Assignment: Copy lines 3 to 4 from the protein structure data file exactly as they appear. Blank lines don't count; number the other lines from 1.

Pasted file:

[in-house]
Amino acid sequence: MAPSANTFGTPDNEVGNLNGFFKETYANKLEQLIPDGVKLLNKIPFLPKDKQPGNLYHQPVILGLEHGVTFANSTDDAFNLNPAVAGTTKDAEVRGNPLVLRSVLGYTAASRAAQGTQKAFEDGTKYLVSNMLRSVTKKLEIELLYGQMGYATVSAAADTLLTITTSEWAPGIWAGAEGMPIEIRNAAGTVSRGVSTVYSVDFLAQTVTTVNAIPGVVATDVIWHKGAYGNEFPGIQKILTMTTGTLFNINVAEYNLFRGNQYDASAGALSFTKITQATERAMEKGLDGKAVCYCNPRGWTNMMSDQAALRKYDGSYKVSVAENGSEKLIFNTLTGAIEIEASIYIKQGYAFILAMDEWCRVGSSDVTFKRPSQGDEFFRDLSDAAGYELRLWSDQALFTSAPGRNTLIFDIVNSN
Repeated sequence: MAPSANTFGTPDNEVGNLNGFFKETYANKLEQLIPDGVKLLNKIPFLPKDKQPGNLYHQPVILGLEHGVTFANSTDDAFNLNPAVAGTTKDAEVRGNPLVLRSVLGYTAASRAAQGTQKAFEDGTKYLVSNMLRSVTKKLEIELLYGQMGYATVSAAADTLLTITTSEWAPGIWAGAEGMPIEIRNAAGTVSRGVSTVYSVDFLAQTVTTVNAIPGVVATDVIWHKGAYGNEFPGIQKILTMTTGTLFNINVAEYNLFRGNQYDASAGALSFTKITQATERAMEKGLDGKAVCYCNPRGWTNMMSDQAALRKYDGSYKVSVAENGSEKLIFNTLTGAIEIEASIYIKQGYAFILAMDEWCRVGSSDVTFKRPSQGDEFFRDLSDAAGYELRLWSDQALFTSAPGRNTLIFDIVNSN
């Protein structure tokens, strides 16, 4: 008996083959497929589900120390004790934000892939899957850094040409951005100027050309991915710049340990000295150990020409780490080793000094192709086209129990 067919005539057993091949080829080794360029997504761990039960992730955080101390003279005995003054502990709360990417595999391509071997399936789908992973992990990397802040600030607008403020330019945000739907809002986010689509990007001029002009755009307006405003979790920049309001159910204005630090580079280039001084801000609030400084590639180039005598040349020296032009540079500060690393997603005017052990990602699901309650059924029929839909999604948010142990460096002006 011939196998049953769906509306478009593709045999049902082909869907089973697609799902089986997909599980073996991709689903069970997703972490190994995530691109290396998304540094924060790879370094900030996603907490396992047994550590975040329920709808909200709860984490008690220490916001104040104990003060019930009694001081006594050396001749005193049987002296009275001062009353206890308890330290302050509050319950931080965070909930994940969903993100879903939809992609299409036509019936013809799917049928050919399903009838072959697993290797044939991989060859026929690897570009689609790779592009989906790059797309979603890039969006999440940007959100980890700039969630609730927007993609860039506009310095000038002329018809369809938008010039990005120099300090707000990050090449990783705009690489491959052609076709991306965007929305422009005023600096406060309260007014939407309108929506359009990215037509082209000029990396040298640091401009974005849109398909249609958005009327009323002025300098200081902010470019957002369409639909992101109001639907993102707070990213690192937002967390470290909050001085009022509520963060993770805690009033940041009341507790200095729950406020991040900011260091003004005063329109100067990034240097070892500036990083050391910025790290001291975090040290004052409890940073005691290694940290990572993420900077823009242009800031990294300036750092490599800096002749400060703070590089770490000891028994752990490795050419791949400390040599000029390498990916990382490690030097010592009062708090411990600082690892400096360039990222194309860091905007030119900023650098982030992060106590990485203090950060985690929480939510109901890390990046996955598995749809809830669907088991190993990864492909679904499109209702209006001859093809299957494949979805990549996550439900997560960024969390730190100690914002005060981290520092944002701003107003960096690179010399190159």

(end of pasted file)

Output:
Repeated sequence: MAPSANTFGTPDNEVGNLNGFFKETYANKLEQLIPDGVKLLNKIPFLPKDKQPGNLYHQPVILGLEHGVTFANSTDDAFNLNPAVAGTTKDAEVRGNPLVLRSVLGYTAASRAAQGTQKAFEDGTKYLVSNMLRSVTKKLEIELLYGQMGYATVSAAADTLLTITTSEWAPGIWAGAEGMPIEIRNAAGTVSRGVSTVYSVDFLAQTVTTVNAIPGVVATDVIWHKGAYGNEFPGIQKILTMTTGTLFNINVAEYNLFRGNQYDASAGALSFTKITQATERAMEKGLDGKAVCYCNPRGWTNMMSDQAALRKYDGSYKVSVAENGSEKLIFNTLTGAIEIEASIYIKQGYAFILAMDEWCRVGSSDVTFKRPSQGDEFFRDLSDAAGYELRLWSDQALFTSAPGRNTLIFDIVNSN
């Protein structure tokens, strides 16, 4: 008996083959497929589900120390004790934000892939899957850094040409951005100027050309991915710049340990000295150990020409780490080793000094192709086209129990 067919005539057993091949080829080794360029997504761990039960992730955080101390003279005995003054502990709360990417595999391509071997399936789908992973992990990397802040600030607008403020330019945000739907809002986010689509990007001029002009755009307006405003979790920049309001159910204005630090580079280039001084801000609030400084590639180039005598040349020296032009540079500060690393997603005017052990990602699901309650059924029929839909999604948010142990460096002006 011939196998049953769906509306478009593709045999049902082909869907089973697609799902089986997909599980073996991709689903069970997703972490190994995530691109290396998304540094924060790879370094900030996603907490396992047994550590975040329920709808909200709860984490008690220490916001104040104990003060019930009694001081006594050396001749005193049987002296009275001062009353206890308890330290302050509050319950931080965070909930994940969903993100879903939809992609299409036509019936013809799917049928050919399903009838072959697993290797044939991989060859026929690897570009689609790779592009989906790059797309979603890039969006999440940007959100980890700039969630609730927007993609860039506009310095000038002329018809369809938008010039990005120099300090707000990050090449990783705009690489491959052609076709991306965007929305422009005023600096406060309260007014939407309108929506359009990215037509082209000029990396040298640091401009974005849109398909249609958005009327009323002025300098200081902010470019957002369409639909992101109001639907993102707070990213690192937002967390470290909050001085009022509520963060993770805690009033940041009341507790200095729950406020991040900011260091003004005063329109100067990034240097070892500036990083050391910025790290001291975090040290004052409890940073005691290694940290990572993420900077823009242009800031990294300036750092490599800096002749400060703070590089770490000891028994752990490795050419791949400390040599000029390498990916990382490690030097010592009062708090411990600082690892400096360039990222194309860091905007030119900023650098982030992060106590990485203090950060985690929480939510109901890390990046996955598995749809809830669907088991190993990864492909679904499109209702209006001859093809299957494949979805990549996550439900997560960024969390730190100690914002005060981290520092944002701003107003960096690179010399190159």